Simply Ravishing: Giving Rick Rude His Due

Justin C looks back at one of wrestling’s all-time greats on what would have been his 62nd birthday.

Rick Rude

When everyone looks back on wrestlers of the late 1980s and early 90s, there are a handful of regular names that get brought up as the greats of that generation. Everyone talks about Hulk Hogan, Ric Flair, Randy Savage, Sting, Ultimate Warrior, Jake Roberts and the like.

I’ve been watching some wrestling during this time frame in recent weeks, and there is one name that doesn’t get brought up enough in the discussion of great starts from that era.

That name is Ravishing Rick Rude.

Rick Rude’s career from his start in the WWF in 1987 to the end of his WCW run in 1994 doesn’t get the attention that it deserves. Of course a good amount of people night not even remember much of his WCW run. But if you ask me, Rude’s WCW run might even be better than his WWF run. Both lasted about the same length, but Rude’s body of work in WCW is better in my opinion.

Rude made a name for himself in the WWF after coming over from World Class Championship Wrestling in Texas. He was brought in as a member of the Heenan Family. Any time you have Bobby Heenan as your manager it is a good thing. But in reality, I don’t think Rude needed Heenan as his manager. There were stories that Rude thought Heenan took away some of the spotlight from him and to be honest, he might be right. Rude is actually one person who I don’t think needed someone like Bobby Heenan as his manager.

One of the main reasons I think that is because Rick Rude was just so great as a natural heel. He was so easy to hate. Rude made it really easy to want to boo him. Here is this guy that is good looking and lets you know it. He was good on the mic and didn’t need Heenan talking for him. He insulted the crowd while knowing all the women of the men who booed him liked him.

On This Day In Wrestling History… July 31st

I would go as far as saying Rick Rude was the best heel during the years he was in the WWF. He was hated during his feud with Jake Roberts where he tried to go after Roberts wife Cheryl. Then he went and made the Ultimate Warrior look like a million bucks in their program for the Intercontinental title. Rude got the most out of Warrior in the ring and you could make an argument he got Warrior ready for his main event run.

Unfortunately for Rude, he had a ceiling in the WWF. He was never going to get a long run as WWF Champion with the likes of Hulk Hogan and Ultimate Warrior running the place. So that, among a rumored factor of other things, lead to Rude’s departure.

And you know what? It all worked out for the best for Rude. Because I think he had a better run in WCW than he did in the WWF. Rude joined WCW as the “WCW Halloween Phantom” at Halloween Havoc 1991, though it was pretty obvious it was Rude the second he came out.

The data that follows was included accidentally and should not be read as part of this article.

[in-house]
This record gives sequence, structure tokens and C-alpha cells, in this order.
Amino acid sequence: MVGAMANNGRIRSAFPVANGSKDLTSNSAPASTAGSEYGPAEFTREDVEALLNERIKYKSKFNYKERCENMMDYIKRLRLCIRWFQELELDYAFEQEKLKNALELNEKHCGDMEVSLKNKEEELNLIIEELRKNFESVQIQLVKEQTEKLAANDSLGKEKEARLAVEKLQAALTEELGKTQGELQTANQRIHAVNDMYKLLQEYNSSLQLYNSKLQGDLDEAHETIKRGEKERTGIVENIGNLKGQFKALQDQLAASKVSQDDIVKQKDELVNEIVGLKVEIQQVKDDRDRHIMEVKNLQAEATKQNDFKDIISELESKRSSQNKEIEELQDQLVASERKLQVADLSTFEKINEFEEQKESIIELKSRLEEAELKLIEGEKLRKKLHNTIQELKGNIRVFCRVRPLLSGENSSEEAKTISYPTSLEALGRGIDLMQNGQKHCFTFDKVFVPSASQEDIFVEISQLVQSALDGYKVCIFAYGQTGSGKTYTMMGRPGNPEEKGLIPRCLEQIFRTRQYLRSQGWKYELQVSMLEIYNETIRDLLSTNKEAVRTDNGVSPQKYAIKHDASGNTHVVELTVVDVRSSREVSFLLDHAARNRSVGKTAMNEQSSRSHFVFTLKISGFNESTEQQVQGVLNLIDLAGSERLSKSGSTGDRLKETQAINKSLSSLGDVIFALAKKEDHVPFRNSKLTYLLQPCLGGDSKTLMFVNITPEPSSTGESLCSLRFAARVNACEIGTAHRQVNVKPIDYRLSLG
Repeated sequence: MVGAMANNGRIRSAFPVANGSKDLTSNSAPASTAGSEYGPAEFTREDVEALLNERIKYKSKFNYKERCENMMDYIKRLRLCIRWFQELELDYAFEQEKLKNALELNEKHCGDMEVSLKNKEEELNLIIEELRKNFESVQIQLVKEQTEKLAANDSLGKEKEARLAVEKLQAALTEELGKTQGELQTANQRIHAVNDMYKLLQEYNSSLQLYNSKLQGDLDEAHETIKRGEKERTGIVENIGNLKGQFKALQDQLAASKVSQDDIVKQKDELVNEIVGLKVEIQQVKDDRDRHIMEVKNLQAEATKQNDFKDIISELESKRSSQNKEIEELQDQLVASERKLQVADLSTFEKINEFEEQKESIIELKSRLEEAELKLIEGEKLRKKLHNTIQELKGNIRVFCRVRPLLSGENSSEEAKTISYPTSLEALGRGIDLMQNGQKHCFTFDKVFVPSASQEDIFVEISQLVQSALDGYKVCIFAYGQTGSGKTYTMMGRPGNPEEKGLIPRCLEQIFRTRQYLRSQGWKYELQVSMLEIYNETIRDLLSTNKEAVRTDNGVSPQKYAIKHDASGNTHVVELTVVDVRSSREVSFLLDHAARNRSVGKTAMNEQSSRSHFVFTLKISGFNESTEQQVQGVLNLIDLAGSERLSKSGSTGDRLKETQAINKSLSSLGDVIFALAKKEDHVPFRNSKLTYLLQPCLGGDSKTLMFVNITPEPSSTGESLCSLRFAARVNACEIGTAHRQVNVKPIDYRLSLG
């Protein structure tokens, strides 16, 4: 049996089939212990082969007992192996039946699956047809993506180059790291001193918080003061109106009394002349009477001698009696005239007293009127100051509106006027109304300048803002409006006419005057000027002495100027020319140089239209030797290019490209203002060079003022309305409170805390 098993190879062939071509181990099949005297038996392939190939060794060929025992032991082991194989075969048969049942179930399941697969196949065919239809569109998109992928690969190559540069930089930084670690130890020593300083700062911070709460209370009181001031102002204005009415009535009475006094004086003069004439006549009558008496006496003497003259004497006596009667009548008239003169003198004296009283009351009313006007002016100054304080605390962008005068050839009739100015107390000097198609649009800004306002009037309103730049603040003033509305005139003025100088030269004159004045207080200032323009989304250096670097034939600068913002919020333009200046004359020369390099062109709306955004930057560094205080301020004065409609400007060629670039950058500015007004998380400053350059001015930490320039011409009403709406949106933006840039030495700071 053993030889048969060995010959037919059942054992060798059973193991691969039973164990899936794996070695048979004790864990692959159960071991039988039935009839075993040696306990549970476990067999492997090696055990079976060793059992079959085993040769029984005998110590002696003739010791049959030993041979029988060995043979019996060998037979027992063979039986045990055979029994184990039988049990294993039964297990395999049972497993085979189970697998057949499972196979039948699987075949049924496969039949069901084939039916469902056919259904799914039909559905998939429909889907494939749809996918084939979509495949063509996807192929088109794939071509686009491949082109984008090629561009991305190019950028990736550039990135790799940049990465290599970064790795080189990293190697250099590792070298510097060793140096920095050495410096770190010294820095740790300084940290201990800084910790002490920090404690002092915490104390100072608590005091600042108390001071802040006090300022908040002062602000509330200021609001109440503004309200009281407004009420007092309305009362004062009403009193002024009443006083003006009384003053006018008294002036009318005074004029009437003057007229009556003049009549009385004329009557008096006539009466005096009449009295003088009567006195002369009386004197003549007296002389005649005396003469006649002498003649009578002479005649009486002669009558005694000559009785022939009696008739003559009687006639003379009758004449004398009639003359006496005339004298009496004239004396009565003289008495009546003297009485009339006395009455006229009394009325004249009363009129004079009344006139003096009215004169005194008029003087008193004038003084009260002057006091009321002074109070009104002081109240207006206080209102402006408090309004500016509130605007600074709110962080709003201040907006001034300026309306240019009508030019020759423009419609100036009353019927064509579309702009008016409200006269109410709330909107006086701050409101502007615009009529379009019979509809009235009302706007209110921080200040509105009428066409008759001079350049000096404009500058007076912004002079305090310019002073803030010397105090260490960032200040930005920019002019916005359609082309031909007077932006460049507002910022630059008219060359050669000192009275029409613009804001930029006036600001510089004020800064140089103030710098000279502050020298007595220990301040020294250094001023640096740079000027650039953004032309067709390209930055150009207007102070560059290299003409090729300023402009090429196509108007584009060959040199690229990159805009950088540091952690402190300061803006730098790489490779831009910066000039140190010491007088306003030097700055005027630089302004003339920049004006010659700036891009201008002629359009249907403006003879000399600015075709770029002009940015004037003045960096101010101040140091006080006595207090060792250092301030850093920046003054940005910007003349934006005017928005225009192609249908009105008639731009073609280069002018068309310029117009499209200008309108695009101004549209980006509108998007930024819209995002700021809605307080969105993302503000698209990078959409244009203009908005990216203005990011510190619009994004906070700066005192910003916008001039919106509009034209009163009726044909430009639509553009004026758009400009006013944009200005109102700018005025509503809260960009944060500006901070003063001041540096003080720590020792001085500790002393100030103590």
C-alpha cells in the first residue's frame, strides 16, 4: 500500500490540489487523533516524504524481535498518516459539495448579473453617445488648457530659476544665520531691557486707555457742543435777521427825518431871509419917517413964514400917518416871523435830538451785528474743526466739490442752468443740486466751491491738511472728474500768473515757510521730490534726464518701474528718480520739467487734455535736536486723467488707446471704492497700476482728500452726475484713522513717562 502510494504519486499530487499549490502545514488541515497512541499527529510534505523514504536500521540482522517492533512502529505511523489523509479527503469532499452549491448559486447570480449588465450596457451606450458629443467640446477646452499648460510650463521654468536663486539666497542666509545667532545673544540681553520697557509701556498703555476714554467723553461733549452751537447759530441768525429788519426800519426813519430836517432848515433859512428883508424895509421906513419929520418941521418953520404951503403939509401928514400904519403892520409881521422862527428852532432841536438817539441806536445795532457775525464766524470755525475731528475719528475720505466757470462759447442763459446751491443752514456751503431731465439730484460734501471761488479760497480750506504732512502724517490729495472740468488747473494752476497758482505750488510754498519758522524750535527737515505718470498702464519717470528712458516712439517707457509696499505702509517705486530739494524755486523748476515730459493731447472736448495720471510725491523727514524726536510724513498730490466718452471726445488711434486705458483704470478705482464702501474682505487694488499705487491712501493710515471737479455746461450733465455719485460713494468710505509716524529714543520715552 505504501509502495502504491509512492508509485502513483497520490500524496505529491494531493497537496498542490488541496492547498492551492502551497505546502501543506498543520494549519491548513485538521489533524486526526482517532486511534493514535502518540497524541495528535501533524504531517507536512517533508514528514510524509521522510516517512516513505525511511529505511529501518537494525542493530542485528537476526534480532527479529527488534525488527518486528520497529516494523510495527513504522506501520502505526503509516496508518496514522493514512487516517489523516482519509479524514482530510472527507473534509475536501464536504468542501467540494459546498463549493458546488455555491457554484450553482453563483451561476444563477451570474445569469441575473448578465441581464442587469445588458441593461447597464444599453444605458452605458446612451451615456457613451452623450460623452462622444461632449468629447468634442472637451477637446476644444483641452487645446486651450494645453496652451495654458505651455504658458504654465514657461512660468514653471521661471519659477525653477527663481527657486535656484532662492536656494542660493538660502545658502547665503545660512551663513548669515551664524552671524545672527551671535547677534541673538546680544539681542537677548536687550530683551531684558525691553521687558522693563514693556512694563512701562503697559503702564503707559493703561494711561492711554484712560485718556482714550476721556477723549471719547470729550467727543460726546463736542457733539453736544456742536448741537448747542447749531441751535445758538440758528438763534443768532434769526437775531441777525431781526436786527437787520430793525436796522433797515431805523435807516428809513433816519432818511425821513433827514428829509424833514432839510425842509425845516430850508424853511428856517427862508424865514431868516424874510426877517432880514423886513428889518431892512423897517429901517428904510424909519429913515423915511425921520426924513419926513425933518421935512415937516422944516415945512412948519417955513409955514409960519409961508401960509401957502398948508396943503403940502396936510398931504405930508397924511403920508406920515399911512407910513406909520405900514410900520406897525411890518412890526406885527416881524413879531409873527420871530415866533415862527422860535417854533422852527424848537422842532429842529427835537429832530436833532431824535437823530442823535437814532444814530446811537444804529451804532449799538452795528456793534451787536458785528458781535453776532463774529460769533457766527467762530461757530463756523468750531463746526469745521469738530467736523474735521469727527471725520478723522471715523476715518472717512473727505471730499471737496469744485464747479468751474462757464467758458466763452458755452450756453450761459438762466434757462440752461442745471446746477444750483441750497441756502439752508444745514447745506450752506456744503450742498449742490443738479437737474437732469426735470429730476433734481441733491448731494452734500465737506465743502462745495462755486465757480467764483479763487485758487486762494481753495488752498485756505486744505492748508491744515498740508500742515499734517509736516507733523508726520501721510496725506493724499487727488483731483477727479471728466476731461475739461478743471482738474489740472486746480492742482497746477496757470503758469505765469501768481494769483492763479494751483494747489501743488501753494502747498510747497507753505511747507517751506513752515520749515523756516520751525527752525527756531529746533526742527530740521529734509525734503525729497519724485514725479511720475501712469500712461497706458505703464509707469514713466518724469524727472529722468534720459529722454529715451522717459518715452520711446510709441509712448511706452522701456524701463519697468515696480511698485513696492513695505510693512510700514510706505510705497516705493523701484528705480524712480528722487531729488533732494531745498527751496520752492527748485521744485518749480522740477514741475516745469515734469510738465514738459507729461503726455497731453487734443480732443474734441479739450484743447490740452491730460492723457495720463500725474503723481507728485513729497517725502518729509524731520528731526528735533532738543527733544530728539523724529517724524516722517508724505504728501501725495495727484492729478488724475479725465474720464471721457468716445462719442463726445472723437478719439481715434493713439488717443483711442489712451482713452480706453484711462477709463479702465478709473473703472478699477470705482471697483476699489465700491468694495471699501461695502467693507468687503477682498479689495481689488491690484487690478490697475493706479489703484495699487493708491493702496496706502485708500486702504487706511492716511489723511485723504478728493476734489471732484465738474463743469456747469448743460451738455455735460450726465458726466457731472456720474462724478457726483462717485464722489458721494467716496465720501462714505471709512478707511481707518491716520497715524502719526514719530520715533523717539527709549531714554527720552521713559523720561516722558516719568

The best part about Rick Rude’s WCW run is that he was able to showcase his in ring ability. With how the WWF was presented at the time, Rude really wasn’t able to do that in his time there. But he went to WCW and was able to wrestle the likes of Rick Steamboat, Ric Flair, Sting and Dustin Rhodes. To this day, he has the second-longest United States Championship reign in history.

On This Day In Wrestling History… July 29th

Rude was also able to win the ‘big gold belt’ in WCW. It went from being the NWA title to the WCW International title because of WCW’s breaking away from the NWA. Rude was able to transition away from the WWF and pick up right where he left off as far as his character was concerned. It was just so easy to hate him because his charisma was off the charts.

I often wonder what Rick Rude could have done in today’s world of pro wrestling. I think he would fit right in as the same heel he was during his prime. Imagine Rude debuting in AEW and starting a program with Jon Moxley and having a picture of Renee Young spray painted on his tights, teasing that he is the father of Renee’s baby? Or how about debuting in the WWE with Lana or Aaliyah (from NXT) as his manager?

With today being Rick Rude’s birthday, I wanted to write this for those of you that have never had the chance to go back and watch all of Rick Rude’s great career. Rude was one of the best natural heels of his time. Hell, I would make an argument that he was one of the best natural heels of all time.

On This Day In Wrestling History… July 30th

And remember, it is important to look back on his WCW run as well. Everyone automatically thinks of Rick Rude as a WWF wrestler. In actuality, I think his WCW run was much better than his WWF run. As I said above, not only did he have better matches in WCW, but he had more career accomplishments in WCW than he did in the WWF.

To me Rick Rude is the perfect example of a wrestler that could work in any era. His natural ability to get over as a heel would have fans booing him whenever they had the chance. His in ring work would fit in today’s wrestling world or during the Monday Night Wars (and even without wrestling, he managed to make a historical impact then, as well). And his look wouldn’t need to change at all, as a great moustache is acceptable in any time period.

If you take away one thing from this article, I hope it is that Rick Rude’s career is one that needs to be appreciated. Rude’s pro wrestling career doesn’t get talked about enough. But if you go back and watch it you see a wrestler who might have been underrated for his time, and definitely underrated in the history of pro wrestling.

Rick Rude is one of the best heels in the history of pro wrestling. And more people need to know it.

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